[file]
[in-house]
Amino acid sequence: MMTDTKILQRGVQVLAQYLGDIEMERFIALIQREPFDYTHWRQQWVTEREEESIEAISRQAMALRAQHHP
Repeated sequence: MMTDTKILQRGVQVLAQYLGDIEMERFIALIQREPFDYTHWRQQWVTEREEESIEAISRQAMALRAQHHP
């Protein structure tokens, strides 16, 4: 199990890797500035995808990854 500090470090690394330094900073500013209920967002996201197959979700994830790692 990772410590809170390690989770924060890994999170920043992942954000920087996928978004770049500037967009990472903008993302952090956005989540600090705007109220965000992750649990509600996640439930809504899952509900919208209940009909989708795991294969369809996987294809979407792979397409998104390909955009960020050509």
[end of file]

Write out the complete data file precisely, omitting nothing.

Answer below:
[in-house]
Amino acid sequence: MMTDTKILQRGVQVLAQYLGDIEMERFIALIQREPFDYTHWRQQWVTEREEESIEAISRQAMALRAQHHP
Repeated sequence: MMTDTKILQRGVQVLAQYLGDIEMERFIALIQREPFDYTHWRQQWVTEREEESIEAISRQAMALRAQHHP
């Protein structure tokens, strides 16, 4: 199990890797500035995808990854 500090470090690394330094900073500013209920967002996201197959979700994830790692 990772410590809170390690989770924060890994999170920043992942954000920087996928978004770049500037967009990472903008993302952090956005989540600090705007109220965000992750649990509600996640439930809504899952509900919208209940009909989708795991294969369809996987294809979407792979397409998104390909955009960020050509």